Archive for July, 2009

Why do Analysts blogs make it so hard to have a conversation?

One of the most eloquent parts of blogging is the simple use of pings and trackbacks. It allows blogs to do what the web does best, link related conversations and information.

After writing my most recent blog entry, I noticed something that hadn’t occured to me at all before. Very few IT Industry analysts blogs provide this facility. Variously they require you to fill in forms, answer captchas, register and worse. In deference to Roblin Bloor, he has already posted my comment on his blog. But why might do IT Industry analysts make it so hard, surely not because they want to control the conversation?

This is also a tip-of-the-hat to the boys over at Redmonk.com, whose blogs not only support pings and trackbacks, they also post tweets along with blogs entries. Nice one chaps.

70% of something is better than..

70% of nothing at all. [With apologies to Double Exposure]

As I’ve said before, I’m an avid reader of Robin Bloors Have Mac Will Blog, blog. I also follow him on twitter where he is @robinbloor. Sadly his blog doesn’t accept trackbacks, but I’ll leave a short comment so he gets to see this.

His latest blog entry, CA:Dancing with dinosaurs comes across as a bit of a puff piece in support of Computer Associates.

On the CA involvement with mainframes, Bloor seems to have overlooked the fact that CA has John Swainson as CEO, and Don Ferguson as Chief Architect. John was previously an IBM VP, Don an IBM Fellow and both Don and John were variously in charge of significant IBM Software Group projects/products.

Personally I’d like to see someone from IBM find/quote a source for that 70% data number. It’s been used for years and years with little or no foundation. Jim Porell quoted this number in some of his excellent and more recent System Z strategy presentations, It’s dated from, I think, 1995.

Secondly, I’d guess it depends what you can business critical data these days. If Google collapsed or had their data centers in Silicon Valley interrupted with the loss of Google docs, YouTube, Google search, Maps and similarly Microsoft and/or Yahoo went offline… I’d suspect the whole notion that 70% of business critical data resides of mainframes would be laughable. Yes, a large percentage of purely text based transactional data is on mainframes and yes the value of those transactions exceeds any other platform, but that is far from 70% of anything much these days… Increasingly these days startups, SME’s and Web 2.0 business don’t use mainframes for even their text based transactional data.

Finally on the Bloor/CA assertion that installing mainframe software is arcane. That maybe, but here I’m still in full agreement of the mainframe folks, especially if you are talking about real mainframe software as IBM would have it, installed by SMP/E. One of my few claims to fame was reverse engineering key parts of the IBM Mainframe VM service process nearly 20-years now. It was then, and SMP/E is now, still is years ahead of anything in the Windows and UNIX space for pre-req, co-req, if-req processing; the ability to build and maintain multiple non-trivial systems from a single data store using binary only program objects. CA are not the first to spot the need to provide an interface other than ISPF and JCL to build these jobs streams.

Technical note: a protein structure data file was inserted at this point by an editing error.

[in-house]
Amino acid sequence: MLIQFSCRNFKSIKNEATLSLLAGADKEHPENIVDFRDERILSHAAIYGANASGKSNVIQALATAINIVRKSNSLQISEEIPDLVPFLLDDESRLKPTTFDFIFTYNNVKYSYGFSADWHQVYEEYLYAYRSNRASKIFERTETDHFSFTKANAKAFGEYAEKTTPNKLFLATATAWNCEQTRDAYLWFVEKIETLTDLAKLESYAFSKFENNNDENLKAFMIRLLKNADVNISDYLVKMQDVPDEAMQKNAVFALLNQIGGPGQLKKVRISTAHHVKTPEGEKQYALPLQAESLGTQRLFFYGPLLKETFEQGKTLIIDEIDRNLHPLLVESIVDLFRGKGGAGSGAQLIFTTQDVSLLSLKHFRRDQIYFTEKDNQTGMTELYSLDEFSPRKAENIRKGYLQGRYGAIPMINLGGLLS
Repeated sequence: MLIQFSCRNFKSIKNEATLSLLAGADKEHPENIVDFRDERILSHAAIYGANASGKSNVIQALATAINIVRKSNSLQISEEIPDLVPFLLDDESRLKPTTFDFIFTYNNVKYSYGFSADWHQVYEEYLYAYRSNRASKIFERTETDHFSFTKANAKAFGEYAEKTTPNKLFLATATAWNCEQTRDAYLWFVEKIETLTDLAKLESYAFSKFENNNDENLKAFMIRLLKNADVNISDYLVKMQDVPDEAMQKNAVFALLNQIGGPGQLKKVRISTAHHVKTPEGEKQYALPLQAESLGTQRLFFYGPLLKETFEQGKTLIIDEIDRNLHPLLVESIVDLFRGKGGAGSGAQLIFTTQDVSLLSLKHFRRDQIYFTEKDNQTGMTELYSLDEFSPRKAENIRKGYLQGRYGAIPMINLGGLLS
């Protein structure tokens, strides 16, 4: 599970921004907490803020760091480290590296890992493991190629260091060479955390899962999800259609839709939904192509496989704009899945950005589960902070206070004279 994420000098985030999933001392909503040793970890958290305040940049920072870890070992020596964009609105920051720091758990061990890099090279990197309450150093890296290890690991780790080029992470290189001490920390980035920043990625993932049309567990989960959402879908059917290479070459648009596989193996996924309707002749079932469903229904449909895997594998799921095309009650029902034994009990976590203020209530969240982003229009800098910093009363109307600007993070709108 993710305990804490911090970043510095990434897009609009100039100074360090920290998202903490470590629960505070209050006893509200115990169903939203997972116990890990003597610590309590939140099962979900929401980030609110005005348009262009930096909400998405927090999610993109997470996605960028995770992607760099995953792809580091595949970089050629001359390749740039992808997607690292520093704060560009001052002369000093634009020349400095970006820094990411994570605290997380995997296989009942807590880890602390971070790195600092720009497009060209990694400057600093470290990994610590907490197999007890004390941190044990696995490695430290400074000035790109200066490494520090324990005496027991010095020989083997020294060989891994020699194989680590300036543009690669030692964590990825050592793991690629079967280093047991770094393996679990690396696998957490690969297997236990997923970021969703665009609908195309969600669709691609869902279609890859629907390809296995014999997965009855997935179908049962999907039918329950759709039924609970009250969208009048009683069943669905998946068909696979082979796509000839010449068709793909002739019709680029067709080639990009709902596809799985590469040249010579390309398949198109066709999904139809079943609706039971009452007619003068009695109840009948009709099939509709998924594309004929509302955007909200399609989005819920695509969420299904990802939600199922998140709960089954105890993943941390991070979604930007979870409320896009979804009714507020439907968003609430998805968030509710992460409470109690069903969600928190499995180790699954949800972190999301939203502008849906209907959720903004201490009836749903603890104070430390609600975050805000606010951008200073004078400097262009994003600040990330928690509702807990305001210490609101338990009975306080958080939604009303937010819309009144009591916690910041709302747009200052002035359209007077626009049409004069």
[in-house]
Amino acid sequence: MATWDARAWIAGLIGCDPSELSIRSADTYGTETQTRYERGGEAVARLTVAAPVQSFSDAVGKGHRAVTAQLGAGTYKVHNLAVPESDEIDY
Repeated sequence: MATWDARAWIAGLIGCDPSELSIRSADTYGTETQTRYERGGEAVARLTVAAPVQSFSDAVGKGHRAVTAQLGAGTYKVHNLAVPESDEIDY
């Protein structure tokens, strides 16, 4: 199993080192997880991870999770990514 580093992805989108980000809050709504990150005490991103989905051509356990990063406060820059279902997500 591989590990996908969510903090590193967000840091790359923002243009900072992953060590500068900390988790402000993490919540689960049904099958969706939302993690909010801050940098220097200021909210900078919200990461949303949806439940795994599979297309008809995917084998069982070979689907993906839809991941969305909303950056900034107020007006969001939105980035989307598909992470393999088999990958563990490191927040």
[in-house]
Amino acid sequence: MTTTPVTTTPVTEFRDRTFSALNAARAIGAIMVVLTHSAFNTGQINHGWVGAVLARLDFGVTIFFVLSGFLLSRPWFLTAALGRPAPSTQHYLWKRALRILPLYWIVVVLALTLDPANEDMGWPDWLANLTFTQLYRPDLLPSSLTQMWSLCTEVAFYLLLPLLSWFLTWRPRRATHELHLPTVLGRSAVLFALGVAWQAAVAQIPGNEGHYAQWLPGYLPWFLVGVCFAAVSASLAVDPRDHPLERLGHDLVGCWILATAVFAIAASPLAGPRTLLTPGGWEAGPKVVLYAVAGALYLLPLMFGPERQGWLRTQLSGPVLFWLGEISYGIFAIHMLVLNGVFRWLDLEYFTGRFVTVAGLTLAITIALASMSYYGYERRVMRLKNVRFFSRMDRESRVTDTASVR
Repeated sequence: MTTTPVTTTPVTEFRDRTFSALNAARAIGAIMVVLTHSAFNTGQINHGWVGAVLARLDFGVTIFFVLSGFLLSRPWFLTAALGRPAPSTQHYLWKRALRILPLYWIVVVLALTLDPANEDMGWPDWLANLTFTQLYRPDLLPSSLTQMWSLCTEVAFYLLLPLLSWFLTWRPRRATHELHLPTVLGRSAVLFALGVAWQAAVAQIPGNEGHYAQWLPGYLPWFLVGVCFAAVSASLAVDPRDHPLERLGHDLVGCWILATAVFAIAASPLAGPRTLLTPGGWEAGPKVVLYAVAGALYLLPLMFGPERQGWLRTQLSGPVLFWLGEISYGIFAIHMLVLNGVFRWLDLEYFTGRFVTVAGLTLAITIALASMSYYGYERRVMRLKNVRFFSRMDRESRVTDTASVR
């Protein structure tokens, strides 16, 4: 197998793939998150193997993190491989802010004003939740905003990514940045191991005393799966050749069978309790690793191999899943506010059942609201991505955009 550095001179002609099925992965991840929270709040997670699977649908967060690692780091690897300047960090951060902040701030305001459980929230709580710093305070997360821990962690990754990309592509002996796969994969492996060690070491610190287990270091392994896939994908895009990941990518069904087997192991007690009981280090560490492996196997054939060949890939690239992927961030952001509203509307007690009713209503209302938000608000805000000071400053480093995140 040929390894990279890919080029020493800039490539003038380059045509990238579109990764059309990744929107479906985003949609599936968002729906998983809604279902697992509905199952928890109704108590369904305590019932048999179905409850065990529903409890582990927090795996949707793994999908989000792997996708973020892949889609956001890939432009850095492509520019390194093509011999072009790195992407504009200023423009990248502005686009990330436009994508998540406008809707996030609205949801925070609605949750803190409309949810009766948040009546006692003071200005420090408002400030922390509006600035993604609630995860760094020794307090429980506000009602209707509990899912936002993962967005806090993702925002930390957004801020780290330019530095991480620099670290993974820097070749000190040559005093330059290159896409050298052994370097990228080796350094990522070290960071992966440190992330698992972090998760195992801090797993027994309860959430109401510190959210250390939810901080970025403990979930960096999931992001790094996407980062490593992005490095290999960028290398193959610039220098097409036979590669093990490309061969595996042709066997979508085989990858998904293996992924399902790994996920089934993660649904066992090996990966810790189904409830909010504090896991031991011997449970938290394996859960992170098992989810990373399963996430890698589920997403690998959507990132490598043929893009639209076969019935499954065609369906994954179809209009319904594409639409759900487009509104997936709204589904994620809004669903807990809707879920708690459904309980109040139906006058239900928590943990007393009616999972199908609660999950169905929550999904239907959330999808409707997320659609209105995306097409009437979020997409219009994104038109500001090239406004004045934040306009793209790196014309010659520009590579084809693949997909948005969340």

But really, continuing to label mainframes as dinosaurs is so 1990’s, it’s like describing Lance Armstrong as a push bike rider.

Simon Perry, Principal Associate Analyst – Sustainability, Quocirca, has written a similar piece with a little more detail entitled Mainframe management gets its swagger.

heading for the Doc’s, I’ll be working at home later, looks like my foot is indeed in need of medical attention…

Ironman and Dell

I’ve seen the “Powered by Dell” tagline on the Ironman.com website but never given it much thought. This year I missed out on a coveted Ironman Hawaii (World Championships) slot, but was fortunate enough to get a call from the ironman HQ at the World Triathlon Corporation and get a slot in the Ironman Executive Challenge at Ironman Arizona in November.

So it was with some interest that Laura sent me a link to this article which links Dell and the Ironman with some useful insight from the chief technology officer for the Ford Ironman World Championship. It ends with five Ways Creative Use of Technology Can Turn a Small Business Into an Ironman.

Talking to Matt Domsch, Dell Linux technology lead, over coffee this morning, Matt gave me an idea to try ping.fm – I’ve set-up all my accounts and this is the only status updates I’m going to do that will go to all my active social networking sites. Let’s see…